pneumoniae (the Pneumococcus)
pneumoniae, or the pneumococcus, is a gram-positive oval or lancet-shaped
coccus typically arranged as a diplococcus or in short chains.
- Virulent strains are encapsulated.
There are currently 90 serotypes of capsules used for serologic classification.
- Facultative anaerobe (def).
- Colonizes the nasopharynx in humans.
- Pneumococci are frequently found
as normal flora of the nasopharynx of healthy carriers. From 10% to 40% of
adults carry the bacterium in the nasopharynx.
- In the U.S., they are the most
common cause of community-acquired pneumonia requiring hospitalization, causing
around 500,000 cases per year and usually occuring as a secondary infection
in the debilitated or immunocompromised host.
- In the U.S., the pneumococci
cause over 7,000,000 cases of otitis media (def)
per year, are the leading cause of sinusitis in people of all ages, and are
responsible for 55,000 cases of bacteremia (def).
- Pneumococci are also responsible
for approximately 6000 cases of meningitis (def)
a year in the U.S., being the most common cause of meningitis in adults
and children over 4 years of age.
- An opportunistic bacterium causing
otitis media (def)
and sinusitis, typically following a viral infection of the upper respiratory
occurs when the bacteria grow in the alveoli (def)
of the lungs. Usually abrupt onset with sustained fever of 39°C to 41°C
accompanied by a severe shaking chill. Typically patients have a productive
cough with blood-tinged sputum and pleurisy (def).
The overall mortality rate is approximately 5% but is influenced by the strain
of the pneumococcus, the age of the patient and other underlying diseases..
occurs when the pneumococcus spreads into the central nervous system from
infected sinuses, ears, or blood or following head trauma. Occurs at all ages
but is mostly seen in children.
(def) occurs in 25% - 30% of individuals with pneumococcal pneumonia;
in more than 80% with meningitis. Endocarditis (def)
can be a complication in both those with normal and previously damaged heart
- The capsule
serves as the major virulence factor, enabling the pneumococcus to resist
- Peptidoglycan fragments and teichoic
acids from its gram-positive cell wall can lead to excessive cytokine production
and a massive inflammatory response. Inflammation
in lung tissue results in the alveoli (def)
becoming filled with plasma (def)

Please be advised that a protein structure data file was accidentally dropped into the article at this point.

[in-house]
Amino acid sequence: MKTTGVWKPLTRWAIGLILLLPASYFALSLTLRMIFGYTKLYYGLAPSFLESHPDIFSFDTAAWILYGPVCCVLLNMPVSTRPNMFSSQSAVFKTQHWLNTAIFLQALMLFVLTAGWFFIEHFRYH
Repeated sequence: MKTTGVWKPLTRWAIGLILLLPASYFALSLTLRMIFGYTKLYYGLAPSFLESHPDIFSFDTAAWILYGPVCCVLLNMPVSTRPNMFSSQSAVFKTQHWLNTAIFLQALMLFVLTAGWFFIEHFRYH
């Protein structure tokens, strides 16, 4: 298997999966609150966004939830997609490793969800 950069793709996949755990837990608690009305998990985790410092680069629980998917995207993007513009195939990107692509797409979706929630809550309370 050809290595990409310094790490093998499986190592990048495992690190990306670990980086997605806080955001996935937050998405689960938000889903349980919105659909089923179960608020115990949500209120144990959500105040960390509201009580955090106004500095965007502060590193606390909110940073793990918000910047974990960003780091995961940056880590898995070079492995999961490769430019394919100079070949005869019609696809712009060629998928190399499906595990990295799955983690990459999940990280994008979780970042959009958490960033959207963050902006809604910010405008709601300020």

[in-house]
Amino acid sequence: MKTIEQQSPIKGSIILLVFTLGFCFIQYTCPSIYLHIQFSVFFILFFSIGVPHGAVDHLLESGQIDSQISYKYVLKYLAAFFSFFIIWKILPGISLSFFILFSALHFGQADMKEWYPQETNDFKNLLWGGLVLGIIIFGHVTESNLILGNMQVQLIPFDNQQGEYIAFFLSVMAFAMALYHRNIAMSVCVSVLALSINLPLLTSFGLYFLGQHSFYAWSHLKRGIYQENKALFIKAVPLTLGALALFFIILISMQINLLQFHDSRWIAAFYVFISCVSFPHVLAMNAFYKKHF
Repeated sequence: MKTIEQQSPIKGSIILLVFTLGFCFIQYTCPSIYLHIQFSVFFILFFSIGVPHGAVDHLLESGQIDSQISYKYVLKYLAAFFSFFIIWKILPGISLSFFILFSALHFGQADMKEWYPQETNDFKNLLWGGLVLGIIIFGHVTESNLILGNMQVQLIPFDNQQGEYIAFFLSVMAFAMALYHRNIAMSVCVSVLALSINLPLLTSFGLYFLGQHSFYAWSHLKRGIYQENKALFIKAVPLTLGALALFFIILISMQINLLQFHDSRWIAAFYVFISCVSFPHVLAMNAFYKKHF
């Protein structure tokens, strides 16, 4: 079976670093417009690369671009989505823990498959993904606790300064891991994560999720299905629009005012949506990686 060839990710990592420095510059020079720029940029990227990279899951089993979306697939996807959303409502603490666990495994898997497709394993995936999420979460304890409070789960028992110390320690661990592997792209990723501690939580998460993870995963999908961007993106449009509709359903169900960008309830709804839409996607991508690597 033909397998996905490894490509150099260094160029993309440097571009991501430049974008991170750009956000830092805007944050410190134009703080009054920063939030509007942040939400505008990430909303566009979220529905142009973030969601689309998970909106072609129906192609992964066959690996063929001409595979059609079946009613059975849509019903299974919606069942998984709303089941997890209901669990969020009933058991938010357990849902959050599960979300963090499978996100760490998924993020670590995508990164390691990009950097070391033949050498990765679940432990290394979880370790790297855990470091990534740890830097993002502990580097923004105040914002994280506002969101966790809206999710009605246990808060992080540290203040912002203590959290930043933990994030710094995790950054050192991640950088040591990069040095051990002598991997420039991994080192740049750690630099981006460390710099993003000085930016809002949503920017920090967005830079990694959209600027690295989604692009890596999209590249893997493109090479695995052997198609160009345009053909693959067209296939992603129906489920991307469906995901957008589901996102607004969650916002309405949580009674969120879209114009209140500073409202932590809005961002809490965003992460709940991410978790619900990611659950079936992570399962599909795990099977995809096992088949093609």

which, in turn, prevents gas exchange.
- Adheres to epithelial cells of
the respiratory mucosa by way of surface protein adhesins (def).
- Produces secretory IgA (def)
protease to break down protective antibodies in the mucus.
- Produces a type II toxin (def)
called pneumolysin that binds cholesterol in host cell membranes creating
pores that can kill ciliated epithelial cells and phagocytes. Pneumolysin
also prevents the oxidative burst in phagocytes that produces the microbicidal
oxygen free radicals used to kill microbes during phagocytosis.
- Produces phosphorylcholine in
its cell wall that functions as an invasin (def)
enabling the bacterium to enter host cells where it can resist phagocytosis
as well as pass into the blood and central nervous system.
- Treatment includes cephalosporins,
macrolides, vancomycin, or penicillins in strains still susceptible to penicillins*
(see antibiotic table).
- Active immunization (def)
with a heptavalent pneumococcal conjugate vaccine in children or a pneumococcal
conjugate vaccine containing capsular material from the 23 most common strains
of pneumococci causing infection in the U.S. given to those at high risk for
*Drugs may change with time.
For a more detailed article on Streptococcus
pneumoniae, see Pneumococcal
Infections , by Christian P Sinave, MD, FRCPC, Associate Professor, Department
of Medical Microbiology and Infectious Diseases, University of Sherbrooke, Canada
and Christian P Sinave, MD, FRCPC, a member of the American Society for Microbiology,
and Canadian Infectious Disease Society.
Kaiser's Microbiology Home Page
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Updated: January 27, 2005
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